On the rare occasion someone suggest to me that Smart Growth represents the future, I ask them to point to one place where it has succeeded.

Whether development takes the form of sprawl by building on the fringes of our communities or landfill by building inside the city limits, the net result is the same: our quality of life erodes, our sense of place vanishes and our hope of finding a small plot of land somewhere in this vast nation to retire to grows dimmer by the day.

The American dream, wrong-minded though it is, includes McMansions and SUVs (maybe two of them) and living in small, self-contained housing enclaves and riding a bicycle to work.

Interestingly, Smart Growth vs. Sprawl may play a pivotal role in the 2006 California gubernatorial election.

Democratic challenger and state treasurer Phil Angelides is a long-time advocate of smart growth while Schwarzenegger is in the developer’s pocket. Real estate developers have donated more to Schwarzenegger than any other special interest groups.

On his website, Angelides promises, if elected, to push for new laws requiring local governments to develop “ meaningful regional growth plans” and targets. Cities and counties that meet these targets—protecting farmland, matching houses with job growth—would be eligible for financial incentives from the state.

Angelides understands the challengers that lie ahead: over the next 40 years, California will add about 20 million people.

Where will they live? How will they travel? Will they find homes in transit-friendly villages, as Angelides hopes? Or will they live in sprawling suburbs, built in deepest of deep floodplains in the Central Valley ?

Addressing the Congress for the New Urbanism, a group that advocates for cities to be planned more on the European model than on the U.S. template, Angelides laid out a grim scenario for California . He said:

We are a state of 26 million cars, SUVs and trucks that travel 314 billion miles a year and burn 15 billion gallons of gasoline. We are on a path, over the next 20 years, to becoming a state of 36 million cars that travel 446 billion miles and burn nearly 18 billion gallons.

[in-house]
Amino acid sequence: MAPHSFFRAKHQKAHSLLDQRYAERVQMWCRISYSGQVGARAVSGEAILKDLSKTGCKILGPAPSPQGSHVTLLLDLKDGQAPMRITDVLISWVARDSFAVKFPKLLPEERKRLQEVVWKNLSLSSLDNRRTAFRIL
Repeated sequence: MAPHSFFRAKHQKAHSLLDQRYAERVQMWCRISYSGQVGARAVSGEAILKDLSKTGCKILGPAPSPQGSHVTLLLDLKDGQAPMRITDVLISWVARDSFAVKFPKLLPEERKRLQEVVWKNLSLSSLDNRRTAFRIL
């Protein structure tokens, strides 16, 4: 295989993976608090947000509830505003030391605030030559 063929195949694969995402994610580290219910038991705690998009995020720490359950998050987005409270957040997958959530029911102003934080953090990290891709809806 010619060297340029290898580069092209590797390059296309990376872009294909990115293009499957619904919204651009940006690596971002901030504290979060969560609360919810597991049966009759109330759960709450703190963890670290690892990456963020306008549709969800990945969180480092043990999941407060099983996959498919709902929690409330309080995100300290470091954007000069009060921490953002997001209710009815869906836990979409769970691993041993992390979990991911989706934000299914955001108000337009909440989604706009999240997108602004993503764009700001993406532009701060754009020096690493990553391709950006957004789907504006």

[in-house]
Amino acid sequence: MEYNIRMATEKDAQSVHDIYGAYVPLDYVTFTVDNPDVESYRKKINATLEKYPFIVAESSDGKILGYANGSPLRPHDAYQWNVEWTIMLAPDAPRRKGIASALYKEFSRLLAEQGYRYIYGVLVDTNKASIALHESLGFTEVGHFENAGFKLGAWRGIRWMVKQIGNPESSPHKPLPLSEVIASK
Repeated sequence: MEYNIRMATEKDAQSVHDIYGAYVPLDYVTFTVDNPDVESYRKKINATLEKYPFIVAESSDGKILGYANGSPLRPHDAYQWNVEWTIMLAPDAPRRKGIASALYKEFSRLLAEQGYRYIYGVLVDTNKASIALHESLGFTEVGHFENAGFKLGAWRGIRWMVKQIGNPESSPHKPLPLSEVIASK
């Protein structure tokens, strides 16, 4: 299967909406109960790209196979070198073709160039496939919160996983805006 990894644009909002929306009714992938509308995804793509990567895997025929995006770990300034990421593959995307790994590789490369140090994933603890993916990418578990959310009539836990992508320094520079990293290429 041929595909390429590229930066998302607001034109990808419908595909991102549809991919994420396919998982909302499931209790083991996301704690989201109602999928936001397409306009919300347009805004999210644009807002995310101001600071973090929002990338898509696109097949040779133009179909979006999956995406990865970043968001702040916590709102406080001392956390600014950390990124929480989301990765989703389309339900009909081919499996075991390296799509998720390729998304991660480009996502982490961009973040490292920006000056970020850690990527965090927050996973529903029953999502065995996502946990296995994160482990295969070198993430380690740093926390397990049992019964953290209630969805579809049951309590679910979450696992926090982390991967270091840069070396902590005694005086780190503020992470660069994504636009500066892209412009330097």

We must choose not to take that path. We must choose to grow smarter, to give Californians more transportation options, the choice to drive fewer miles and burn—and pay for—fewer gallons of fossil fuels.

But can Angelides be counted on? What he chooses to talk less about is his sixteen-year career pre-political career as a real-estate speculator and land developer.

The centerpiece of Angelides development career is Laguna West, south of Sacramento , which he touted at the time of its completion as “an environmentally sustainable community.”

But Angelides is the only one who sees it that way. The Sacramento Bee and several urban experts called Laguna West “a catastrophic disaster.”

If someone as wealthy and as committed to Smart Growth as Angelides is cannot make it work in California , who can?

On the rare occasion someone suggest to me that Smart Growth has a chance, I ask them to point to one place in California where it has succeeded.

Dr. Joel Hirschhorn, Director of Environment, Energy and National Resources at the National Governor and author of the new book, Sprawl Kills: How Blandburbs Steal Your Time, Health and Money, told me this when I asked him about why Smart Growth has failed in California :

The huge contribution of illegal immigration to our high growth is a major problem; it definitely contributes to driving the housing market to continue using its familiar and profitable business model; immigrants first flock to urban locations, but as soon as possible they too buy into the phony American dream concept and seek a home in sprawl land, with the big difference that multiple or very extended families occupy the sprawl homes with a large number of occupants (especially school age children) and large number of cars.

The sad truth is that over recent decades there has been no will in this country to seriously examine our high population growth (the equivalent of adding a Chicago  every year) and the implications for land use.

If people would contemplate the additional 100 million people coming our way in the not too distant future, and our current gluttonous land use, then they might become more alarmed.

In a word, the problem is population. If it can be stabilized through sensible immigration policies, we have a chance to level off growth.

But if we continue on our suicidal immigration path, whether the inevitable development takes the form of sprawl by building on a city’s periphery or landfill by building inside the city limits, the net result will be the same: an eroded quality of life and a vanished sense of place.

If America  could get a grip on our immigration crisis, we could at the same time put the brakes on the rampant development few seem to want but all are resigned to.  


About the author

Joe Guzzardi , an instructor in English at the Lodi ( California ) Adult School , has been writing a weekly newspaper column since 1988, as well as a regular column for the immigration webzine www.VDARE.com. In 2003, he was a candidate for California governor but finished behind Arnold Schwarzenegger.